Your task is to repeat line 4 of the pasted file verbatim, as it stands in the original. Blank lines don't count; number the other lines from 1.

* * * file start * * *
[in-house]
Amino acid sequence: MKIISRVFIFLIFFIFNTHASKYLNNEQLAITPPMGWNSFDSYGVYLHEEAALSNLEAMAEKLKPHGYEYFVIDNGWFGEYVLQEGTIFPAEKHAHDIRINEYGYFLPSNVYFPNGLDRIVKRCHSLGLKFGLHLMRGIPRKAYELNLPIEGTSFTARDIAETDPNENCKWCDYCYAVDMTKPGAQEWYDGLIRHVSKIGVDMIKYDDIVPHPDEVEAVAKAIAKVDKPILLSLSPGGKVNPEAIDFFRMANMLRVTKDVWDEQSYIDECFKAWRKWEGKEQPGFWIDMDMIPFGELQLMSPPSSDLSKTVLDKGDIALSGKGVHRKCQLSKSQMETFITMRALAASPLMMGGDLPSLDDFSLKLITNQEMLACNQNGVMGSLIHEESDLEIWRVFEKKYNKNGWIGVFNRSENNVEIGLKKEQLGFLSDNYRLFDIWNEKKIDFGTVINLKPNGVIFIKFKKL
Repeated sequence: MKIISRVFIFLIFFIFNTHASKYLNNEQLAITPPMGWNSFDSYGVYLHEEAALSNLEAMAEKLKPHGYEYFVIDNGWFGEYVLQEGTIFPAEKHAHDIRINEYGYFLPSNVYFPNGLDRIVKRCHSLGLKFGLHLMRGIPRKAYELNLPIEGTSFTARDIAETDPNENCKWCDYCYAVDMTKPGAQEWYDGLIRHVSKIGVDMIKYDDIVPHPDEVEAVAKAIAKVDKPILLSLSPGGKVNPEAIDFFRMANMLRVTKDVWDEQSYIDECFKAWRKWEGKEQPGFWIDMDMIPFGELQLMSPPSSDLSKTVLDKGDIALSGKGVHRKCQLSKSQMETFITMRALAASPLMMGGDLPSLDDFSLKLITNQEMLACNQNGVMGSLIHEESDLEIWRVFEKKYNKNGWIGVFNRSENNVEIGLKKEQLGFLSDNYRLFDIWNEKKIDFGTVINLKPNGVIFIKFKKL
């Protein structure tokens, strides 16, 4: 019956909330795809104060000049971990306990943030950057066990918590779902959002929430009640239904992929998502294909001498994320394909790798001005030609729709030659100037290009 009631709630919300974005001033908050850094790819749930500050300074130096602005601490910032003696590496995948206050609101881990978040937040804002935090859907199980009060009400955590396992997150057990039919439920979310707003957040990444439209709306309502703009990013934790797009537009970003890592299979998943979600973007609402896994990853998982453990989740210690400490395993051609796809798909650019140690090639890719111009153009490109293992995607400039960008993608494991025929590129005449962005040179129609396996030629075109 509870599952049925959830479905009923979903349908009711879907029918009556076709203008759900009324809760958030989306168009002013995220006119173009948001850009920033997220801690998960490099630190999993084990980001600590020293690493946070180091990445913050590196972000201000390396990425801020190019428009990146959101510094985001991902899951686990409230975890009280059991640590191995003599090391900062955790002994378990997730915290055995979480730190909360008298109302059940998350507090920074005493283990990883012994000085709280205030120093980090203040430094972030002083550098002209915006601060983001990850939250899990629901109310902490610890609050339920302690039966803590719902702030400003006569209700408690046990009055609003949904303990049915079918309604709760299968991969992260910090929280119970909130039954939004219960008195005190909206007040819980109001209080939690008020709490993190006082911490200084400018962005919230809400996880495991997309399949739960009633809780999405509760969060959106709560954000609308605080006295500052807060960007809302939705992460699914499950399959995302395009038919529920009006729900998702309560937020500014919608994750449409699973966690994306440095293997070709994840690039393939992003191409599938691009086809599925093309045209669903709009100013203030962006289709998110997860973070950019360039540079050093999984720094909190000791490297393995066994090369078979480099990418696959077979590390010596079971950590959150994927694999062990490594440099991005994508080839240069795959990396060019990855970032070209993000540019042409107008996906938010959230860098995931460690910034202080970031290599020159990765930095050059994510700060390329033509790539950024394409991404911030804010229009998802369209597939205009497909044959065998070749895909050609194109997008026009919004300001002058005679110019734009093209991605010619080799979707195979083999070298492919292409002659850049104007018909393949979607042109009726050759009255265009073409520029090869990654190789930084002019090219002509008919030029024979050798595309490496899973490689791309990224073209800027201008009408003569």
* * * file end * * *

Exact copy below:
């Protein structure tokens, strides 16, 4: 019956909330795809104060000049971990306990943030950057066990918590779902959002929430009640239904992929998502294909001498994320394909790798001005030609729709030659100037290009 009631709630919300974005001033908050850094790819749930500050300074130096602005601490910032003696590496995948206050609101881990978040937040804002935090859907199980009060009400955590396992997150057990039919439920979310707003957040990444439209709306309502703009990013934790797009537009970003890592299979998943979600973007609402896994990853998982453990989740210690400490395993051609796809798909650019140690090639890719111009153009490109293992995607400039960008993608494991025929590129005449962005040179129609396996030629075109 509870599952049925959830479905009923979903349908009711879907029918009556076709203008759900009324809760958030989306168009002013995220006119173009948001850009920033997220801690998960490099630190999993084990980001600590020293690493946070180091990445913050590196972000201000390396990425801020190019428009990146959101510094985001991902899951686990409230975890009280059991640590191995003599090391900062955790002994378990997730915290055995979480730190909360008298109302059940998350507090920074005493283990990883012994000085709280205030120093980090203040430094972030002083550098002209915006601060983001990850939250899990629901109310902490610890609050339920302690039966803590719902702030400003006569209700408690046990009055609003949904303990049915079918309604709760299968991969992260910090929280119970909130039954939004219960008195005190909206007040819980109001209080939690008020709490993190006082911490200084400018962005919230809400996880495991997309399949739960009633809780999405509760969060959106709560954000609308605080006295500052807060960007809302939705992460699914499950399959995302395009038919529920009006729900998702309560937020500014919608994750449409699973966690994306440095293997070709994840690039393939992003191409599938691009086809599925093309045209669903709009100013203030962006289709998110997860973070950019360039540079050093999984720094909190000791490297393995066994090369078979480099990418696959077979590390010596079971950590959150994927694999062990490594440099991005994508080839240069795959990396060019990855970032070209993000540019042409107008996906938010959230860098995931460690910034202080970031290599020159990765930095050059994510700060390329033509790539950024394409991404911030804010229009998802369209597939205009497909044959065998070749895909050609194109997008026009919004300001002058005679110019734009093209991605010619080799979707195979083999070298492919292409002659850049104007018909393949979607042109009726050759009255265009073409520029090869990654190789930084002019090219002509008919030029024979050798595309490496899973490689791309990224073209800027201008009408003569």